The BJP has come full circle. After forcing a virtual abandonment of the “monsoon session” of Parliament by its vociferous demands for the PM’s resignation, the Bharatiya Janata Party (BJP) now wants a special session to discuss foreign direct investment (FDI) in multi-brand retail. It also wants to demand a vote on the subject, when and if parliament does meet. A defeat would be an embarrassment. It may not bring down the government, but would be a moral defeat from which the government would not find it easy to recover.
The party will, however, wait till Tuesday to start formal consultations with others, when it hopes the Trinamool Congress parliamentary party, second largest partner in the ruling UPA, announces a withdrawal of all its ministers from the government.
The central thrust of the BJP argument to convene a special parliament session is based on former Finance Minister and Leader of the House in the Lok Sabha, Pranab Mukherjee’s, statement in Parliament on 7 December 2011. In that statement, Mukherjee had announced that the government was suspending the “decision to permit 51 percent FDI in retail…till a consensus was developed through consultation among various stakeholders”. He also clarified that stakeholders would include all chief ministers, political parties and other groups concerned. That statement had then broken the logjam and allowed Parliament to resume normal functioning.
The BJP feels that it is breach of a solemn assurance given by the Leader of the House and thus has to be taken up on the floor of the Parliament.
Incidentally, to press its demand, the BJP would now have to petition Pranab Mukheree in his new position as President of India.
The move would give the BJP an alibi to return to Parliament and force the government to secure its numbers. The demand is designed to pressure the government on its parliamentary numbers, since major allies are opposing the move. It will also put the government’s claim, that it was willing to debate anything in Parliament, to the test.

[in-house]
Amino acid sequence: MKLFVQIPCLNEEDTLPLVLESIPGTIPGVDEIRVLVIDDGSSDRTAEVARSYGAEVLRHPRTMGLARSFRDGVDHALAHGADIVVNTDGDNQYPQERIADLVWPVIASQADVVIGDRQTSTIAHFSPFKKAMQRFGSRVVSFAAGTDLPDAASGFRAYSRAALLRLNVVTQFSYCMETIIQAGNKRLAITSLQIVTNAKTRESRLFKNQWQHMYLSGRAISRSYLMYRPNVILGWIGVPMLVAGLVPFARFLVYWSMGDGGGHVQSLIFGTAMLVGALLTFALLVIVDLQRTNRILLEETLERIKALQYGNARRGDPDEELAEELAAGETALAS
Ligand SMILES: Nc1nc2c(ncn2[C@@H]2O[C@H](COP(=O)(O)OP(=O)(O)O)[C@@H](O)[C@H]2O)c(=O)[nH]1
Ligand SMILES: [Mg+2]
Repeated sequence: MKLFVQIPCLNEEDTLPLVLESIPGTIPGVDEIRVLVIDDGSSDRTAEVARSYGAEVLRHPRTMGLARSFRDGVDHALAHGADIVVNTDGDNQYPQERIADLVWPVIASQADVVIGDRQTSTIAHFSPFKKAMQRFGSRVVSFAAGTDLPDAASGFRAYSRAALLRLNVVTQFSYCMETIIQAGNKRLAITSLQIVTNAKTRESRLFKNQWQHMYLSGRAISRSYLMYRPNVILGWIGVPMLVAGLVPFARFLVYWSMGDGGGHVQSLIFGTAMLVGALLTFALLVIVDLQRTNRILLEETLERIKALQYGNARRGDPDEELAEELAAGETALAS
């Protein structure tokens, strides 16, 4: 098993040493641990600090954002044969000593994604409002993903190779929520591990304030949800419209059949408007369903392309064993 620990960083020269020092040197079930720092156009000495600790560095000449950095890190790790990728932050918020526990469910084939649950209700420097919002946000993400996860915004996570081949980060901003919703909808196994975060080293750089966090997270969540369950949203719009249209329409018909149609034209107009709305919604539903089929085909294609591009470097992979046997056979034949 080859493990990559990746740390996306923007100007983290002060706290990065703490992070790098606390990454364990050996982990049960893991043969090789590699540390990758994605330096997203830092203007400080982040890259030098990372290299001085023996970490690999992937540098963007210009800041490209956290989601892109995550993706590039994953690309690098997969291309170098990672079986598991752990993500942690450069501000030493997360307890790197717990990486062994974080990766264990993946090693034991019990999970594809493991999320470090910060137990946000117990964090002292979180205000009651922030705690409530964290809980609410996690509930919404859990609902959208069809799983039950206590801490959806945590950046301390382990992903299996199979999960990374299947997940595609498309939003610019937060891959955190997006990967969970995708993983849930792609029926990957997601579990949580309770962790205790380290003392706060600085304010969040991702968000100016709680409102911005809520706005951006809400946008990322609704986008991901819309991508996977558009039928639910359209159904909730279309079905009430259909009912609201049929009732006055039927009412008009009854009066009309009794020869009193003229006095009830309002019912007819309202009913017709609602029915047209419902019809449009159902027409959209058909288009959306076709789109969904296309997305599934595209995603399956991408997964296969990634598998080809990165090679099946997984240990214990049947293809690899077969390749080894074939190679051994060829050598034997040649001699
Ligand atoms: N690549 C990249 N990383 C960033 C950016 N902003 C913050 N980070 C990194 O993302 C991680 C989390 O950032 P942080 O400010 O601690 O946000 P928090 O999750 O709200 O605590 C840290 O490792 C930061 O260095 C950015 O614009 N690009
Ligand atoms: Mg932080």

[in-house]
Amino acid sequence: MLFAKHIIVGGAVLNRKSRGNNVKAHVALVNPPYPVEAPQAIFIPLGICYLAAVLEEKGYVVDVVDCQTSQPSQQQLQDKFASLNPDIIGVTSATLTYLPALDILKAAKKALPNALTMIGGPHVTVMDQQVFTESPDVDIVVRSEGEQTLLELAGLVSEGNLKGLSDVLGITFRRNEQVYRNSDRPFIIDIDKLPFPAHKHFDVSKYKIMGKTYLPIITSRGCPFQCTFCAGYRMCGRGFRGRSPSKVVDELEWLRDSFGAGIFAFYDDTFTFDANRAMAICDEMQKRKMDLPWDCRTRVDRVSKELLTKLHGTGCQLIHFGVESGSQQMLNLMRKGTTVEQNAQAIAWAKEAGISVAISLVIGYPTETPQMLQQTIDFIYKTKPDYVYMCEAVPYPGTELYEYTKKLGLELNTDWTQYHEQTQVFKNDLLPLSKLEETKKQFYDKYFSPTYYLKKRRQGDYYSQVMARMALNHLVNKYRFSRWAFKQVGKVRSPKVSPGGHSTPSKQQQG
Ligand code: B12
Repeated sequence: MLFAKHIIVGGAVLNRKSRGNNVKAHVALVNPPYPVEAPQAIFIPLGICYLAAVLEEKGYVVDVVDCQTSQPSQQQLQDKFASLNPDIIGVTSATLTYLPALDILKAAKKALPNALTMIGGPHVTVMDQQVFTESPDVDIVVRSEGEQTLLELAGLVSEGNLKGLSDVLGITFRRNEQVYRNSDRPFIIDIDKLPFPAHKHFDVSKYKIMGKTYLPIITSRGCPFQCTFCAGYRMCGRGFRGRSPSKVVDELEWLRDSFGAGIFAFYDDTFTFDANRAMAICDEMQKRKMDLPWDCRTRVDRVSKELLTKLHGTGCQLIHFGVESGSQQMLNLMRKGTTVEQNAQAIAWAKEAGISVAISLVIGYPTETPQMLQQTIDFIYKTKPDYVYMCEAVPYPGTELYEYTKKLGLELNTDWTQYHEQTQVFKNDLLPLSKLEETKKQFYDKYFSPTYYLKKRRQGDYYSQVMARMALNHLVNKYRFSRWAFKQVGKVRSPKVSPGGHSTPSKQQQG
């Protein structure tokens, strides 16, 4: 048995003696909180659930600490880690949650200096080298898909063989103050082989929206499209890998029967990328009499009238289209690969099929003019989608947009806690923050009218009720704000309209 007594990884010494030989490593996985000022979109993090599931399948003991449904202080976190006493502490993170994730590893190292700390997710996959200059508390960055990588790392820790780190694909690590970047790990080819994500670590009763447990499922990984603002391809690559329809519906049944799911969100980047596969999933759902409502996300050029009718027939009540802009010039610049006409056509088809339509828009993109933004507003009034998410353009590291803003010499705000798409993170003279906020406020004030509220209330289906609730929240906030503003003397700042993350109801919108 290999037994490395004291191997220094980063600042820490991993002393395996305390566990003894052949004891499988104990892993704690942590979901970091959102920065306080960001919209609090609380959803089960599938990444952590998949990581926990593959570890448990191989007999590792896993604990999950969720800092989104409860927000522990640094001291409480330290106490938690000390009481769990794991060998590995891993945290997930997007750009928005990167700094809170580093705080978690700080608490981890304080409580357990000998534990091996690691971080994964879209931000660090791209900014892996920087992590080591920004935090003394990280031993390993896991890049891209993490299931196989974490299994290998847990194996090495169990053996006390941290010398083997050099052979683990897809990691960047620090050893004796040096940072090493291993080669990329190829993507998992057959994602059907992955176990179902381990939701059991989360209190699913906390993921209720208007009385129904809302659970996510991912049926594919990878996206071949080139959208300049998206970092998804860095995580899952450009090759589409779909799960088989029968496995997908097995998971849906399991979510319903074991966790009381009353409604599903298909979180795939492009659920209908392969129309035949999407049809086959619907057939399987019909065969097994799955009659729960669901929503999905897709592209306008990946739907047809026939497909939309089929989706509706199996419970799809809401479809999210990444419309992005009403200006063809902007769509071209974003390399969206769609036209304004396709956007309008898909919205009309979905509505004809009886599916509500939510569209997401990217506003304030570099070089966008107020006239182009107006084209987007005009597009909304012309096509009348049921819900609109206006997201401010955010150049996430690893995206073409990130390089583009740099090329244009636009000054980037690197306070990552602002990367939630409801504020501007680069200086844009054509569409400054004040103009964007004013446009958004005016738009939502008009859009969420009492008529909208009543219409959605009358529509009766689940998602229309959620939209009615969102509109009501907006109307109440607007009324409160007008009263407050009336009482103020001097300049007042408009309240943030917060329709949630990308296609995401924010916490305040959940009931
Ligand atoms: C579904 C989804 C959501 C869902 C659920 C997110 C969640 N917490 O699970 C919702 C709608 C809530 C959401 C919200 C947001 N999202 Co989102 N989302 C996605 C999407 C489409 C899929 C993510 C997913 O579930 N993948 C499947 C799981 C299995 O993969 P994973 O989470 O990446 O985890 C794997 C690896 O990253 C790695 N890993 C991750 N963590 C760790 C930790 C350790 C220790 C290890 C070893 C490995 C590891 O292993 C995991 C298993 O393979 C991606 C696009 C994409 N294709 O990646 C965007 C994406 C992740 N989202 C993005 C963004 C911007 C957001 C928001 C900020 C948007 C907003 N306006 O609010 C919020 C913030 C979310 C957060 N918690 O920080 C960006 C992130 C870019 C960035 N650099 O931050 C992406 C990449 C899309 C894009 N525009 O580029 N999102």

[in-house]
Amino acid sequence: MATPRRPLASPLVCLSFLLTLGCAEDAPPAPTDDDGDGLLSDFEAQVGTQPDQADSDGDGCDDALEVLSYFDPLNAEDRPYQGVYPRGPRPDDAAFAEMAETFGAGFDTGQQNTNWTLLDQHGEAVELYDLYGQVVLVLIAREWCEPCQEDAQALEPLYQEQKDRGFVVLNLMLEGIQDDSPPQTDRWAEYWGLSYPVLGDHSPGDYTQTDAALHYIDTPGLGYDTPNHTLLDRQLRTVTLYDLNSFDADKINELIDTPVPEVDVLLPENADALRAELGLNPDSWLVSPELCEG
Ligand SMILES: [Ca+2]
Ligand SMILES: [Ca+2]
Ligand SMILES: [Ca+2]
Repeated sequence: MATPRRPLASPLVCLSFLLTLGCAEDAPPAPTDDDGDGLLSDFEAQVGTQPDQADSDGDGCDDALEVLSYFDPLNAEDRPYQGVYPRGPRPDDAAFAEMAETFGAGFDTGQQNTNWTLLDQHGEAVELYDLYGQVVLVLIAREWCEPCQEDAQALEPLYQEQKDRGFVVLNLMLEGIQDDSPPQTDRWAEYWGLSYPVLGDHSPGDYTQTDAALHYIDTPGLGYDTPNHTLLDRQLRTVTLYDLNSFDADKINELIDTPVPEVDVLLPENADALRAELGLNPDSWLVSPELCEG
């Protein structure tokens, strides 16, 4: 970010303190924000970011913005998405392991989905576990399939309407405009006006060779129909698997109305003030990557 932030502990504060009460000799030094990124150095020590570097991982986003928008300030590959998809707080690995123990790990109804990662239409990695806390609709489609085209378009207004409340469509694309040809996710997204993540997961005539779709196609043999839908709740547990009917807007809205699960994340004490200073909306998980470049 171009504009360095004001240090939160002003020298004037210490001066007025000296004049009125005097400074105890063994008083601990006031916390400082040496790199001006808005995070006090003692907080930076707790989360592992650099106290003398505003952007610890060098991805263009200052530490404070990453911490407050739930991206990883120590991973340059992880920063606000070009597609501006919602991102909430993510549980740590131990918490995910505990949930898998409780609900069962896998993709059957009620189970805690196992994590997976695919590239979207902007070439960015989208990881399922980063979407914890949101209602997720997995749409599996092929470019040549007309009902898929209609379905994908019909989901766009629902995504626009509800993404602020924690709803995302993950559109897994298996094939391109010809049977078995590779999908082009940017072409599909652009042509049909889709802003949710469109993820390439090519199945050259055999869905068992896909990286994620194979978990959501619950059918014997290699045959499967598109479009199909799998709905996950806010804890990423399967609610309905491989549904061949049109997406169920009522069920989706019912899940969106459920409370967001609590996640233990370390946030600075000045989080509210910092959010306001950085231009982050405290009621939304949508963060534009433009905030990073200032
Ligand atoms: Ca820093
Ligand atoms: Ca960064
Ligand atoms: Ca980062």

Thus far, the BJP has been careful not to demand a no-confidence motion, but will look for other parliamentary devices to put the government in a tight spot. If a special session is convened for a debate of this nature, the opposition could demand that it be held under rules which require a vote. The situation would equally be critical for the Samajawadi Party and the Bahujan Samaj Party, which, in the past, have bailed out the government when it came to voting. They have so far been opposing FDI in retail. If either SP, with 22 MPs, or the BSP, with 21 MPs, side with the Trinamool Congress’ 19 MPs to vote against FDI, the government could lose moral shine.
The BJP and the NDA are hoping that the Left and other parties, who also oppose FDI, will join the chorus for a special session. The Left Front is mostly convinced of the need for a debate on any issue in Parliament. If that happens, it would give a major fillip to this demand.
FDI in retail does not require any sanction from Parliament for implementation. The government, thus, is not likely to easily give in to the NDA’s proposal for a special session, when it comes. The President is vested with special powers under the constitution to convene a special session, of course, but under the government’s advice.
The Opposition is hoping that the all-India bandh called on 20 September by the NDA, which coincides with another bandh called by the SP, Left Front, BJD, TDP and various traders association, will bring various parts of the country to a halt. The response to the bandh call will help all political parties to decide how far to take their protest against FDI in retail.
Manmohan Singh‘s bold reforms will face their first challenge this week.